9. @3 from Amber: I think we approached tamarind in opposite order as I started cooking with it before experiencing it in drinks and candy. You can use it in Thai foods in place of vinegar or lime juice as the sour element. It’s an interesting variation.

  10. @4 from vampyra1: Hey, what a great idea for a simple homemade candy! I like it!

  11. @5 from ChocolateCoveredVegan: Thanks for the kind comment! Very sweet of you (and kawaii is the right spelling, BTW).

  12. @6 from Sandy: Where are you that whole tamarind is easier to find than the blocks? I’ve usually seen the blocks or concentrate, and just recently noticed the whole pods all around.

  13. @7 from Yvo: Yes, it really does look awful, doesn’t it? But that’s exactly what thrilled Bug when we all ate it together — the gross-out aspect.

  14. @8 from Linda: Agreed on both tamarind’s taste and unfortunate appearance!

  15. Unchi fruit! LOL Your son is a trip! :)

    I’ve never tried this, but now that I know what those brown pod things are, I may buy some next time I head to the Asian market! :) So they’re sour? I love sour stuff.

  16. Oh I love tamarind. Here (Caribbean) we make tamarind balls. You can take the seeds out if you want, but I leave them in. The seeds make tamarind fun to eat, I think. You just roll them up into balls and coat it with sugar. It’s a tasty treat I get every year for carnival. I eat tamarinds right off the trees here as I walk past them… mmm!

  17. I’ve used tamarind paste in recipes, but never the whole fruit. I found some at Whole Foods last week and I almost bought them, but then shied away. I’ll have to go ahead and buy some so we can try them out.

    As for them looking like poop…well your son does have a point. Was his lunch the hit of all the kids at lunch?

    Sheltie Girl @ Gluten A Go Go

  18. Every inclination I had of trying them out, I hadn’t even registered them as a fruit, only as something that I use in cooking all the time, is now gone due to the warped child of yours ;). Yet I’ve had worse in terms of food.

  19. I’m Hispanic and I grew up eating those and of course tamarind type candy so I brought some to work and few of my co-workers loved them but others cringed at the sight of them because they DO look like poo! But they’re good!

  20. @17 from Sile: There are two kinds: sweet and sour. The one shown above is sweet (it said so on the package) and was fine to eat out of hand as is. My friend was really disappointed that the store didn’t carry the sour ones…

  21. @18 from Mimi: Those tamarind balls sound like the Filipino tamarind/sugar candies that vampyra1 described in comments above. Sounds delicious! I’ll have to try that.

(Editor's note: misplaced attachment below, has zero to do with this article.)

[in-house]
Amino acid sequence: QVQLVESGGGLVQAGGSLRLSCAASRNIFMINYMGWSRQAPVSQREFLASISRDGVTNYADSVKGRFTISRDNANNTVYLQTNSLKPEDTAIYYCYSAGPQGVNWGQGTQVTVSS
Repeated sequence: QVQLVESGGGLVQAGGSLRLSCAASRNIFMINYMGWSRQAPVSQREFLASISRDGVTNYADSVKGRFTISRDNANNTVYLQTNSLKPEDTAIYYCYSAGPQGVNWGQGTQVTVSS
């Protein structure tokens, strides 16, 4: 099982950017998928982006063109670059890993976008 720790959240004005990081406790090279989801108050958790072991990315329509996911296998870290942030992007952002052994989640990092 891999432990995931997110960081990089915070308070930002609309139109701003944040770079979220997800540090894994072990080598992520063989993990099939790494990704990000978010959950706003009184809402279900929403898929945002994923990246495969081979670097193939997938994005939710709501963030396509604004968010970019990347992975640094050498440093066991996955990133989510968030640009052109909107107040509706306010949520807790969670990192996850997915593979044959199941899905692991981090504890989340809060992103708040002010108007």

22. @19 from Fourleafclover: Thanks! Whole tamarind pods were a new one on me as well.

  23. @20 from Sheltie Girl: You know, Bug didn’t wind up eating the tamarind at school. Maybe he had second thoughts in front of everyone? It really tickled him at home that it looked like poop, though. Boys! :-)

  24. @21 from Jessika: Yes, I hadn’t realized how fecal-looking tamarind is as I’d only really experienced its other forms, not whole from the pod. Sorry about ruining the tamarind experience for you! ;-)

  25. @22 from Adan: I agree, they are good! What’s your favorite way to eat tamarind?

  26. @23 from Valerie: I especially like HP sauce on bacon butties — sandwiches with English bacon rashers. What do you like HP sauce with?

  27. @28, Biggie, oh I’ll survive. Might even try it just to make a point ;).

  28. @ 25 from Biggie: Hey, I guess all over the world people love anything sweet and sour! cutting them up into smaller pieces sounds better for me though. sometimes I just need a little fix! thanks for the idea vampyra1!

  29. I’ve actually enjoyed drinking tamarind juice, especially when it’s hot outside and when I visit relatives in Mexico, there’s this shaved ice parlor that serves shaved ice with bits of tamarind and dried chili powder with lemon. So very yummy!

  30. @33 from vampyra1: I’ve had something similar in Mexican pinata candy — I like the hot/sour/sweet tamarind combo, but I can understand how it would be an acquired taste.

  31. @34 from Adan: Hey, tamarind chili shaved ice is something I haven’t tried before! I’ve had those paleta popsicles in that flavor, but never a shaved ice version. Interesting idea with lemon!

  32. What a terrible mother putting poop in a lunch box!! haha. Hopefully the kids at school don’t put him off and he keeps trying new things. I am very curious about these fruits myself now, though it looks like a gooey fudge chocolate fruit. lol. So you eat the sweet ones and cook with the sour ones as a matter of course?

  33. Woww! I love tamarind sauce, soda, and candy. I’ve seen the pods and been intrigued, but I did not know a person can eat the fruit raw like that! Thanks so much for sharing the preparation process.

  34. You know, I just love all the emails you put out, and I had a rough day today, and after reading this, I was cracking up. Thank you! Poop fruit……lol

  35. This would be excellent for those desserts that are supposed to look like a used kitty litter box. If you like that gross-out factor. I think Grape-Nuts cereal is most common as the “litter.” These things on a pan of Grape-Nuts would be kind of scary. But I guess fun for kids at the right age.

  36. Haha, it’s a very asian ingredient in a way. Living on the Thai border, they do sell pre-shelled version which are rolled in slightly roasted chilli flakes and a little sugar. It’s quite a fantastic combo, sour, sweet and spicy.

    However, when buying them raw, be careful about storing them. They are prone to growing huge worms. Really gross.

  37. I love your blog btw. Thought I’d share with you a favourite tamarind recipe of mine, though it may be somewhat an acquired taste, you seem to be very adventurous in your cooking. :D

    It’s called Telur Belanda, literally translated to mean Dutch Eggs (I have no clue why). Requires: Salted fish (Asian grocer – many ppl don’t like the smell though), tamarind paste / squeeze raw tamarind pulp in hot water to get same effect), garlic, chilli, onions, brown sugar, soy sauce, oil, eggs.